Ace Of Spades (1965) by Link Wray | Jack Of Diamonds (1966) by The Daily Flash | Pack Of Cards (1970) by Nat Cole

Return to Square


“Media transformation through electronics” might be a description of the internet but the phrase here is the title of an exhibition of Japanese computer art by CTG, the Computer Technique Group, which took place in Tokyo in 1968. The image on the poster is Return to Square, an example of incremental transformation conceived by Masao Komura and programmed by Kunio Yamanaka which is the most well-known work produced by the group. Morton Subotnick used Yamanaka’s print a year later on the cover of his third album, Touch, which is where I first encountered it.


After reading this recent interview with Subotnick I was listening again to some of his albums, Touch included, which in turn prompted me to go looking for more information about the cover art. Following Yamanaka’s history back to the CTG revealed two versions of Return to Square. The image on the exhibition poster and the Subotnick cover is the second version, Return to Square (b) which in both cases is printed in negative, or reversed-out to use the technical term that printers prefer. This version takes 30 incremental steps from the shape of the woman’s head to reach the central square.


The first version, Return to Square (a), is more densely printed inside the head, taking 50 steps to reach the central square. According to a description in the Cybernetic Serendipity catalogue (see below), the difference between the versions is also a result of the programming: version (a) is programmed with an arithmetic series, while version (b) uses a geometric progression. Return to Square (a) achieved some prominence of its own when it was reproduced in 1967 by Motif Editions, a British publisher of lithographs who made prints from several images derived from experiments with computer graphics. I can’t say where Subotnick first saw Yamanaka’s print but it’s a great choice for the cover of an album of avant-garde electronic music. You’ll only see it today, however, on old vinyl copies (or on 8-track cassettes) since Touch hasn’t been reissued as a standalone album since 1972. The whole composition runs for 30 minutes which means on CD (or audio-DVD, as with one of my discs) you only find it bundled with other Subotnick compositions.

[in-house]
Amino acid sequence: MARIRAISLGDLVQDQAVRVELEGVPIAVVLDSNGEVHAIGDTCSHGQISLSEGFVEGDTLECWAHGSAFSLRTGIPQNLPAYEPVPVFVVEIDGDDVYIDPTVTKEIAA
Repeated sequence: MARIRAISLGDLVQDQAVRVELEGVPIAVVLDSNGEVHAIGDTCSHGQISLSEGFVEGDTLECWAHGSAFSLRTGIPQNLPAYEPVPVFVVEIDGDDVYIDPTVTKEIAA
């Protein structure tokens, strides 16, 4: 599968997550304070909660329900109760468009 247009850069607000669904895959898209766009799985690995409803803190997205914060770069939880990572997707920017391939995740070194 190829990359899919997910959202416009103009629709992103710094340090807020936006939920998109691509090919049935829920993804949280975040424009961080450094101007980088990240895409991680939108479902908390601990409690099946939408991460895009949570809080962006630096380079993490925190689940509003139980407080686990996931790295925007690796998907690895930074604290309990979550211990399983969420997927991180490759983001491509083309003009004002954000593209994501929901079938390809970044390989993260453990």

Photo by William Klein.

While tracing the history of Yamanaka’s print I didn’t expect to find the source for the outline of the woman’s head but here it is, a spread from a 1964 issue of Vogue magazine. This detail comes from a short post by Zihou Ng which not only gives you the code that Yamanaka used to create Return to Square (a) but also has a small interactive rendering of the image which you can push around and distort: “media transformation through electronics”.


Less successful than Ng’s recreation is this attempt by myself to make a version of Return to Square (b) in Illustrator. I use Adobe’s vector-graphics application almost as much as I use Photoshop but some of the standard Illustrator tools I find to be of limited utility. The shape-blending tool is one of these but it’s what I used to make this recreation. The lack of accuracy is a result of its limited settings: you define the number of steps you want it to take then click on two shapes in succession and the tool fills the space between them with iterative transformations. Rather a blunt instrument but this took me all of 15 minutes to create, a fraction of the time that Yamanaka would have spent programming his original.